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Grumman F6F Hellcat

This piston-engined, carrier capable, fighter was the most successfull aircraft in Naval history, destroying 5,171 aircraft in service with the U.S. Navy, and U.S. Marine Corps., and 52 more with the Royal Navy's Fleet Air Arm during World War II. Unfortunately, it's glory days ended after the long 6-year war. The Grumman F6F Hellcat retired in 1954 as a night-fighter in composite squadrons.

The Hellcat was built as the successor of the F4F Wildcat. Although both aircraft had a familiar resemblance, the F6F was a completely new design. Some even called it the "Wildcat's big brother". The Grumman F6F Hellcat, and Vought F4U Corsair were the main U.S. Navy fighters during the second half of World War II.

The Wildcat was a great fighter, but past air battles showed that the Japanese A6M Zero was a much better plane. However, it still had a few advantages. The Wildcat could take a lot of punishment, while the A6M flamed almost literary on the slightest damage, and the Wildcat was much faster in a dive. These advantages were "inherited" to the Hellcat, along with a lot other enhancements, combined, Grumman made an aircraft far superior to the Zero. In almost all aspects, the F6F outclassed the unarmoured Japanese fighter.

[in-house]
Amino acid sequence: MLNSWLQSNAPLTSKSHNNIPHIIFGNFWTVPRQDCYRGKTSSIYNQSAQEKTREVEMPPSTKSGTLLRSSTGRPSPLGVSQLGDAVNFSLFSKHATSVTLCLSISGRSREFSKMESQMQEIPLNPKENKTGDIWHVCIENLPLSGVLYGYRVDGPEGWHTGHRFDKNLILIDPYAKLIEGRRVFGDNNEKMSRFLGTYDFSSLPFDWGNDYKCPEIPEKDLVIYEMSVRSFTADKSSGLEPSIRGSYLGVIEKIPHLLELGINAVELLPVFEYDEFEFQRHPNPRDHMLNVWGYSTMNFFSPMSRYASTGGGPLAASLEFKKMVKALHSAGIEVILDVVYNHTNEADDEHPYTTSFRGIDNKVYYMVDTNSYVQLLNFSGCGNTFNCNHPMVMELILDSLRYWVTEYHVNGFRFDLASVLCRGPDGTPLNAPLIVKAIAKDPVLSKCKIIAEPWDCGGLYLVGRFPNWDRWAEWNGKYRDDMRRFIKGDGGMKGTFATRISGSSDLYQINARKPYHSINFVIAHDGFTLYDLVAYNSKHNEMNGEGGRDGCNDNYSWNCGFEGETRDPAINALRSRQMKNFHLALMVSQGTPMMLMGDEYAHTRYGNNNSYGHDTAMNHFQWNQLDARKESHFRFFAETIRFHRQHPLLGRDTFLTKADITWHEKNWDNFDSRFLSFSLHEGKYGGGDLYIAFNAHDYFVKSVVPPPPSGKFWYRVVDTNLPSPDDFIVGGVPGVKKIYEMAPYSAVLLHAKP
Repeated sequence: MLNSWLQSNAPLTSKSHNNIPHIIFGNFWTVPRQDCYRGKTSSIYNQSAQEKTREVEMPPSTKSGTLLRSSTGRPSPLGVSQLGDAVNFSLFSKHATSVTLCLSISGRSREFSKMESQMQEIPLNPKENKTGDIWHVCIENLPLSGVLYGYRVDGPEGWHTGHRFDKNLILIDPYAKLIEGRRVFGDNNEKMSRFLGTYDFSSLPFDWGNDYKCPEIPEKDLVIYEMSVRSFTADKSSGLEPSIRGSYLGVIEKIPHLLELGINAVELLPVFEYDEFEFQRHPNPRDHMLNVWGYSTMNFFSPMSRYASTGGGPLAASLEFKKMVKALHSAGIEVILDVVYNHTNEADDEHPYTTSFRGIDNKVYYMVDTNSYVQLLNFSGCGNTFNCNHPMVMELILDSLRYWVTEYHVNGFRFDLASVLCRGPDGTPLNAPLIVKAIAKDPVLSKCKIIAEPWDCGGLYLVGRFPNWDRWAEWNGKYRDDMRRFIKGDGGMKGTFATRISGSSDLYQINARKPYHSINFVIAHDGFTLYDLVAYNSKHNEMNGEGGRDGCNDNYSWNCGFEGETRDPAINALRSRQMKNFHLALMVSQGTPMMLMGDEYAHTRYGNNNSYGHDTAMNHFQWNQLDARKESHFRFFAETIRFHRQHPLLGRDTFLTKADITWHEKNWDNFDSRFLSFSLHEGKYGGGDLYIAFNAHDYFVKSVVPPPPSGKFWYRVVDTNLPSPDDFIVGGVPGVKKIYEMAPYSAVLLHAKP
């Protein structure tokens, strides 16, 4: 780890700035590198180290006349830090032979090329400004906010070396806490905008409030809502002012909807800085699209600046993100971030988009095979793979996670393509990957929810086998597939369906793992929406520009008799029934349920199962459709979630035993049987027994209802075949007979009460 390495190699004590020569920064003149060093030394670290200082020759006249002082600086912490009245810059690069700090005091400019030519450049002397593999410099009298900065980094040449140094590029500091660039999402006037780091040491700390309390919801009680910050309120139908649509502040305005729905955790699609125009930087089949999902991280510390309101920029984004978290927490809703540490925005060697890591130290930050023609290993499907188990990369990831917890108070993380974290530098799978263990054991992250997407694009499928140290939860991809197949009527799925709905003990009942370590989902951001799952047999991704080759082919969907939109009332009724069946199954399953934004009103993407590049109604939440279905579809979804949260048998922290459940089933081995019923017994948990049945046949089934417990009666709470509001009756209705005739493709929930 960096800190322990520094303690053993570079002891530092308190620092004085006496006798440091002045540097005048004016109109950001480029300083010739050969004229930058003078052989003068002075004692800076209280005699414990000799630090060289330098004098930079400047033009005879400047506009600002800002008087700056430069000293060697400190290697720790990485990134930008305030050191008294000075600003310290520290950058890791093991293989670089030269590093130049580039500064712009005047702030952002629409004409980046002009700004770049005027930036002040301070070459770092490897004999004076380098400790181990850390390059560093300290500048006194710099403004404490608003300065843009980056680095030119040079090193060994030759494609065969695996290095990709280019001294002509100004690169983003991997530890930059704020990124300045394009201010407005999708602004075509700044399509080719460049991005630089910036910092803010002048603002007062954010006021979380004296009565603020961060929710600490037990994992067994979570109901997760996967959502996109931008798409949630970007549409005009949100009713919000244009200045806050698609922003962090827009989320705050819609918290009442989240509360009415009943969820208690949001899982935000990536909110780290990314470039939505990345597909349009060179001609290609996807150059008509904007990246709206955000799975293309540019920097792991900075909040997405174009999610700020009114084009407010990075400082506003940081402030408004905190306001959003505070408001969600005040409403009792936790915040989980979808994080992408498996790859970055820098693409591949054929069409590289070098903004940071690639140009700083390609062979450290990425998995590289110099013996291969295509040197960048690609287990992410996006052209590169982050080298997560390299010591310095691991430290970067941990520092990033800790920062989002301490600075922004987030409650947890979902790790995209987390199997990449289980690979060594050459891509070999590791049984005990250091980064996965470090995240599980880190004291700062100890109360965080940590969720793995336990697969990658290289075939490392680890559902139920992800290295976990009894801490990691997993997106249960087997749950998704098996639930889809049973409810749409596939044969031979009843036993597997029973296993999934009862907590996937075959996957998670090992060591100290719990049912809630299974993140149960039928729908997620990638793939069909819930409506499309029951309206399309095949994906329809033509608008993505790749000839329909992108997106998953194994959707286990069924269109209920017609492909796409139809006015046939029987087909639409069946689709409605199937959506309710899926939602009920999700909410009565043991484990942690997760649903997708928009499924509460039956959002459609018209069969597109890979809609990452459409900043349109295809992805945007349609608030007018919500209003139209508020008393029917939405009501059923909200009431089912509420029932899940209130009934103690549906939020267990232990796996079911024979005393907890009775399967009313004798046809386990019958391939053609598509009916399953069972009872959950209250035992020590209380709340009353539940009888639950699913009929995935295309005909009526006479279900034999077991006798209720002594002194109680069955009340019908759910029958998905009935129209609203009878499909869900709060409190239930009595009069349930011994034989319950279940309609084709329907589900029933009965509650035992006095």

Grumman F6F-3 Hellcats on 1th January, 1943. (Photographer not available. I apologize for any inconvenience.)

The F6F Hellcat first saw action on 1th September, 1943, and it's first real engagement was on November 23rd in the same year, when Hellcats met Japanese aircraft over Tarawa. The result was somewhat miraculous. In total, F6F pilots claimed 30 Zeros shot down with only one lost. This was just the beginning.

The Grumman F6F Hellcat was very versatile, being able to carry rockets, bombs, and torpedoes.

  • 6x 0.50 in (12.7 mm) M2 Browning machine guns, 400 rounds/gun, or

  • 2x 20mm cannon, 225 rounds/gun, or

  • 4x 0.50 in (12.7 mm) M2 Browning machine guns, 400 rounds/gun.

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